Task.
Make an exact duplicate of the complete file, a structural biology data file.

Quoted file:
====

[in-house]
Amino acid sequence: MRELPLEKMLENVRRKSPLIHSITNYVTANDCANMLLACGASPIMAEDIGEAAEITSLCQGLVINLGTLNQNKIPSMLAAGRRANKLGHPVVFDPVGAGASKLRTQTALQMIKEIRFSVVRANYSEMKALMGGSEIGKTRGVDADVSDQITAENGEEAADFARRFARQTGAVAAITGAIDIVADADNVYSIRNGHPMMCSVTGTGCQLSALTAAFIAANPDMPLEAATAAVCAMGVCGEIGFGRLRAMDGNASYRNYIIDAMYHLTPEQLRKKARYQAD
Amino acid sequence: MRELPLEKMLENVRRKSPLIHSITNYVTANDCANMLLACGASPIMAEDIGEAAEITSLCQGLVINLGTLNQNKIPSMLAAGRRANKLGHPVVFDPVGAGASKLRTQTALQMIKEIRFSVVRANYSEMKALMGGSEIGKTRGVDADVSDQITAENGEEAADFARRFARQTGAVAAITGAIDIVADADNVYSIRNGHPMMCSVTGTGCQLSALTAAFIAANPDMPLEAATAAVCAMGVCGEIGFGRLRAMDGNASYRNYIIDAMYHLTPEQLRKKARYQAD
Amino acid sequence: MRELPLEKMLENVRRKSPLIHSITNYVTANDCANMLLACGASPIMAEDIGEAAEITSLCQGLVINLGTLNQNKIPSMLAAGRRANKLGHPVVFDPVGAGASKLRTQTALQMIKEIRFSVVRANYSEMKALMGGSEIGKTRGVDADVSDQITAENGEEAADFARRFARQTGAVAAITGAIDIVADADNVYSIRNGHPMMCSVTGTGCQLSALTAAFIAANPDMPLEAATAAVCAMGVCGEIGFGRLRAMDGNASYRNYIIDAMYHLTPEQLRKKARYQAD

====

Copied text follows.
[in-house]
Amino acid sequence: MRELPLEKMLENVRRKSPLIHSITNYVTANDCANMLLACGASPIMAEDIGEAAEITSLCQGLVINLGTLNQNKIPSMLAAGRRANKLGHPVVFDPVGAGASKLRTQTALQMIKEIRFSVVRANYSEMKALMGGSEIGKTRGVDADVSDQITAENGEEAADFARRFARQTGAVAAITGAIDIVADADNVYSIRNGHPMMCSVTGTGCQLSALTAAFIAANPDMPLEAATAAVCAMGVCGEIGFGRLRAMDGNASYRNYIIDAMYHLTPEQLRKKARYQAD
Amino acid sequence: MRELPLEKMLENVRRKSPLIHSITNYVTANDCANMLLACGASPIMAEDIGEAAEITSLCQGLVINLGTLNQNKIPSMLAAGRRANKLGHPVVFDPVGAGASKLRTQTALQMIKEIRFSVVRANYSEMKALMGGSEIGKTRGVDADVSDQITAENGEEAADFARRFARQTGAVAAITGAIDIVADADNVYSIRNGHPMMCSVTGTGCQLSALTAAFIAANPDMPLEAATAAVCAMGVCGEIGFGRLRAMDGNASYRNYIIDAMYHLTPEQLRKKARYQAD
Amino acid sequence: MRELPLEKMLENVRRKSPLIHSITNYVTANDCANMLLACGASPIMAEDIGEAAEITSLCQGLVINLGTLNQNKIPSMLAAGRRANKLGHPVVFDPVGAGASKLRTQTALQMIKEIRFSVVRANYSEMKALMGGSEIGKTRGVDADVSDQITAENGEEAADFARRFARQTGAVAAITGAIDIVADADNVYSIRNGHPMMCSVTGTGCQLSALTAAFIAANPDMPLEAATAAVCAMGVCGEIGFGRLRAMDGNASYRNYIIDAMYHLTPEQLRKKARYQAD